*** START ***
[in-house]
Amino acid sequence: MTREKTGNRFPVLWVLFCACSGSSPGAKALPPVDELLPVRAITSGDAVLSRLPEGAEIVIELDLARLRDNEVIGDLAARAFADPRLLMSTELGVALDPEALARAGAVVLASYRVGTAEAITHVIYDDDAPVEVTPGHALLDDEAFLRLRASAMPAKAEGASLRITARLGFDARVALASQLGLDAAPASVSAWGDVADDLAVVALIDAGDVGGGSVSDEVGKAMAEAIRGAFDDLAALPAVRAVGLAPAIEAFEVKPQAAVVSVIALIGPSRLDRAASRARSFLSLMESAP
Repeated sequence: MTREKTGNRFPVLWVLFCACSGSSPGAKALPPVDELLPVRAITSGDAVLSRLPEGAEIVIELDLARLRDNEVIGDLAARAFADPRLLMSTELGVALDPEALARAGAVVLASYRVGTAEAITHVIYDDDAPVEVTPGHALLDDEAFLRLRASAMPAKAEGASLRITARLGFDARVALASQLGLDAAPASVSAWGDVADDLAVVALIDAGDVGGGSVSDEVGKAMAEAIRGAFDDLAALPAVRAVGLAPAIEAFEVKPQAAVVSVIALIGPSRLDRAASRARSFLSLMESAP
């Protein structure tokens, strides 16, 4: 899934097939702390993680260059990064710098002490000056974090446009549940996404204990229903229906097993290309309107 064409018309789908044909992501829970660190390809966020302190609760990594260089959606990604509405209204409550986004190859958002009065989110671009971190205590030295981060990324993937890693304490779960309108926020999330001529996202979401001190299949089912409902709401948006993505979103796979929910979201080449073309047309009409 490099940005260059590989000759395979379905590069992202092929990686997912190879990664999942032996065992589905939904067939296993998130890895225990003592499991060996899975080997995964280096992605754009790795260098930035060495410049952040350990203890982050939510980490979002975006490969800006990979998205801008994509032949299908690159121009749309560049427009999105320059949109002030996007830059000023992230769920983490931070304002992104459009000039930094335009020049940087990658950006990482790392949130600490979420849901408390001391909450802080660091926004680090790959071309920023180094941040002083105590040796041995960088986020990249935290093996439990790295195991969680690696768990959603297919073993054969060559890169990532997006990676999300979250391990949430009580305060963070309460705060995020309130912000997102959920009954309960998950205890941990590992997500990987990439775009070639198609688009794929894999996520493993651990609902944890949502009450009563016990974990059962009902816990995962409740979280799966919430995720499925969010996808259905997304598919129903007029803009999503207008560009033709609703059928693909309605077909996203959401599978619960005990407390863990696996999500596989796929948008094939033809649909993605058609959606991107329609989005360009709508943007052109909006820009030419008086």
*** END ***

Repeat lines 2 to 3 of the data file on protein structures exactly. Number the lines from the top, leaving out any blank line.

Amino acid sequence: MTREKTGNRFPVLWVLFCACSGSSPGAKALPPVDELLPVRAITSGDAVLSRLPEGAEIVIELDLARLRDNEVIGDLAARAFADPRLLMSTELGVALDPEALARAGAVVLASYRVGTAEAITHVIYDDDAPVEVTPGHALLDDEAFLRLRASAMPAKAEGASLRITARLGFDARVALASQLGLDAAPASVSAWGDVADDLAVVALIDAGDVGGGSVSDEVGKAMAEAIRGAFDDLAALPAVRAVGLAPAIEAFEVKPQAAVVSVIALIGPSRLDRAASRARSFLSLMESAP
Repeated sequence: MTREKTGNRFPVLWVLFCACSGSSPGAKALPPVDELLPVRAITSGDAVLSRLPEGAEIVIELDLARLRDNEVIGDLAARAFADPRLLMSTELGVALDPEALARAGAVVLASYRVGTAEAITHVIYDDDAPVEVTPGHALLDDEAFLRLRASAMPAKAEGASLRITARLGFDARVALASQLGLDAAPASVSAWGDVADDLAVVALIDAGDVGGGSVSDEVGKAMAEAIRGAFDDLAALPAVRAVGLAPAIEAFEVKPQAAVVSVIALIGPSRLDRAASRARSFLSLMESAP